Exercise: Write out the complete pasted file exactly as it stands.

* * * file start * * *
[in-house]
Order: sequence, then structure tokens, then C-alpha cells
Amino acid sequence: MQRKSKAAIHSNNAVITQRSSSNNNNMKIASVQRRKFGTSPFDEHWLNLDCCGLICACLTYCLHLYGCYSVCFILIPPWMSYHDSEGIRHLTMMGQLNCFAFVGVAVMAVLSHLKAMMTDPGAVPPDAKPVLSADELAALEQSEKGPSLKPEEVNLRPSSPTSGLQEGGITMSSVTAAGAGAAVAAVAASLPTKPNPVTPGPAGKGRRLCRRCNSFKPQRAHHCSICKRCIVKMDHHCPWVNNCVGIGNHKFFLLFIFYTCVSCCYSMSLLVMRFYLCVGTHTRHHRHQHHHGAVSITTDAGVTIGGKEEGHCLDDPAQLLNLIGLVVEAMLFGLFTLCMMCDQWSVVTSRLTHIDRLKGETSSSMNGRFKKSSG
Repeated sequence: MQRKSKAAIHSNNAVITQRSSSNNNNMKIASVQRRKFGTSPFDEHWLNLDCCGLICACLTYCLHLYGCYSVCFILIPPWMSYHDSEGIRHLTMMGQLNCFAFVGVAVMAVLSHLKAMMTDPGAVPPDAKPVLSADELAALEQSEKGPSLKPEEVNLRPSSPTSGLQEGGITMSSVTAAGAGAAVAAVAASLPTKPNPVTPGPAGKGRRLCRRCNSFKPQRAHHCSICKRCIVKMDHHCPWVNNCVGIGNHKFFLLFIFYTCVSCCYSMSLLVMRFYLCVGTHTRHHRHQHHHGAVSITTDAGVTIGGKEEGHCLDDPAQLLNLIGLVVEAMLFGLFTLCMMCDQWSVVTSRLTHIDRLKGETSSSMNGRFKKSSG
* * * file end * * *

[in-house]
Order: sequence, then structure tokens, then C-alpha cells
Amino acid sequence: MQRKSKAAIHSNNAVITQRSSSNNNNMKIASVQRRKFGTSPFDEHWLNLDCCGLICACLTYCLHLYGCYSVCFILIPPWMSYHDSEGIRHLTMMGQLNCFAFVGVAVMAVLSHLKAMMTDPGAVPPDAKPVLSADELAALEQSEKGPSLKPEEVNLRPSSPTSGLQEGGITMSSVTAAGAGAAVAAVAASLPTKPNPVTPGPAGKGRRLCRRCNSFKPQRAHHCSICKRCIVKMDHHCPWVNNCVGIGNHKFFLLFIFYTCVSCCYSMSLLVMRFYLCVGTHTRHHRHQHHHGAVSITTDAGVTIGGKEEGHCLDDPAQLLNLIGLVVEAMLFGLFTLCMMCDQWSVVTSRLTHIDRLKGETSSSMNGRFKKSSG
Repeated sequence: MQRKSKAAIHSNNAVITQRSSSNNNNMKIASVQRRKFGTSPFDEHWLNLDCCGLICACLTYCLHLYGCYSVCFILIPPWMSYHDSEGIRHLTMMGQLNCFAFVGVAVMAVLSHLKAMMTDPGAVPPDAKPVLSADELAALEQSEKGPSLKPEEVNLRPSSPTSGLQEGGITMSSVTAAGAGAAVAAVAASLPTKPNPVTPGPAGKGRRLCRRCNSFKPQRAHHCSICKRCIVKMDHHCPWVNNCVGIGNHKFFLLFIFYTCVSCCYSMSLLVMRFYLCVGTHTRHHRHQHHHGAVSITTDAGVTIGGKEEGHCLDDPAQLLNLIGLVVEAMLFGLFTLCMMCDQWSVVTSRLTHIDRLKGETSSSMNGRFKKSSG